Three big names are leaving Demand Media, which has seen its stock price get hammered and its business model heavily scrutinized since its IPO one year ago.
The question is whether this is a sign of trouble for the content company often maligned as a “content farm,” or just the right time for three early investors to take their money and try something else.
As paidContent reported  Tuesday (Jan. 31), executive vice presidents Larry Fitzgibbon, Joe Perez and Steven Kydd are all leaving the company. All three walk away with shares in the firm, with Fitzgibbon taking home $125,000 as part of an “Executive Separation Agreement,” per an SEC filing.
Demand Media officials said that three executives departing at the same time is merely a coincidence, but an insider implied that Fitzgibbon, Perez and Kydd may have a new venture in the works: “They’ve been together for a while and travel as a pack.”
Things also changed for the departing executives late last year when longtime Demand Media investor/special projects exec Michael Blend was named evp of media and marketplace. “They no longer had operational roles,” said a source. Blend will now assume most of the three former executives responsibilities.
While insiders claimed that a handful of top executives leaving a company the size of Demand Media shouldn’t sound any alarms, it does beg the question of why someone would leave a firm that has recently gone public and is in the midst of hyper-growth mode. For starters, Demand’s stock price has skidded from $17 when the firm went public in January 2011. It’s now at around $6. Of course, Demand has had to go to great lengths to explain  its business model to investors, promising to pay its freelancers more money  while building more content around brand-friendly celebrities.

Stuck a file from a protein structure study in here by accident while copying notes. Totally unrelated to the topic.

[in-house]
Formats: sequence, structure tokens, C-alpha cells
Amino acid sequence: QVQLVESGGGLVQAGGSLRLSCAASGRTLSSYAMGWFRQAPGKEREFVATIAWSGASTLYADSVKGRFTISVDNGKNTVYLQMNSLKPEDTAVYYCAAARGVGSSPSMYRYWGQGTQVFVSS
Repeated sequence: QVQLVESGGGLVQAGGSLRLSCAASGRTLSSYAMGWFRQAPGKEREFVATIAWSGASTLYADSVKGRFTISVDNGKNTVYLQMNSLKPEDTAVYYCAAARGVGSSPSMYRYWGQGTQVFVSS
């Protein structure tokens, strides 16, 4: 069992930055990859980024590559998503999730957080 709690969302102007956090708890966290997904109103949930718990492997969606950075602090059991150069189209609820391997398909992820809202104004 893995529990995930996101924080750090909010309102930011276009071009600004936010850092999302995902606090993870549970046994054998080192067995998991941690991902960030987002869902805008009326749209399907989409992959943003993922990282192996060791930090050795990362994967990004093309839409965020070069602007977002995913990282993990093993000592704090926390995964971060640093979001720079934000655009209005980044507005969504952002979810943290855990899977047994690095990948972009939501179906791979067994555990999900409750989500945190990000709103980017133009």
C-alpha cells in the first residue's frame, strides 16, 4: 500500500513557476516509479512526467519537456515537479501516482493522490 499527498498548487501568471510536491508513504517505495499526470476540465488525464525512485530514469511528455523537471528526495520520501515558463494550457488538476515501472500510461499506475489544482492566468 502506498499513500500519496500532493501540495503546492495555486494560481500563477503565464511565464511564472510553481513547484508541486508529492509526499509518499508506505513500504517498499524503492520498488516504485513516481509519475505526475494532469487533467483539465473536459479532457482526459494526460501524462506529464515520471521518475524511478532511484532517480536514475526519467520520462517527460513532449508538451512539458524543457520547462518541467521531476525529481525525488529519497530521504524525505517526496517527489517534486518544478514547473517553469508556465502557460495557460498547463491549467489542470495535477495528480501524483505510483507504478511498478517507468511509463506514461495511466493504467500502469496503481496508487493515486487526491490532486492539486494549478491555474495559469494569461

So how’s that strategy working out? Well, Demand’s signature property eHow.com, the traditional home of articles like “How to Unclog Your Sink,” has lost close to 10 million unique users over the past year, according to comScore, netting out at a still hefty 50 million unique users this past December. eHow bore the brunt of many of the changes instituted by Google’s infamous Project Panda algorithm change.
Meanwhile, eHow’s food channel, now headlined by celebrity chef Rachael Ray, reached about 5 million unique users in December—close to where it was a year ago but up nearly 2 million unique users since March, when its traffic had slipped considerably.
Perhaps Demand’s most high-profile launch in the past year is its fashion site typeF.com, which was created via a partnership with America’s Next Top Model hostess Tyra Banks. TypeF.com borrows from Demand’s service foundation but is far more magazine- and entertainment-oriented than previous Demand sites.
After a slow start, typeF.com approached 4 million unique users in December, per comScore. That’s not a bad number for a relatively young property, but typeF.com reaches less than half of Demand’s other celebrity-endorsed site, Livestrong, the result of a partnership with cyclist Lance Armstrong.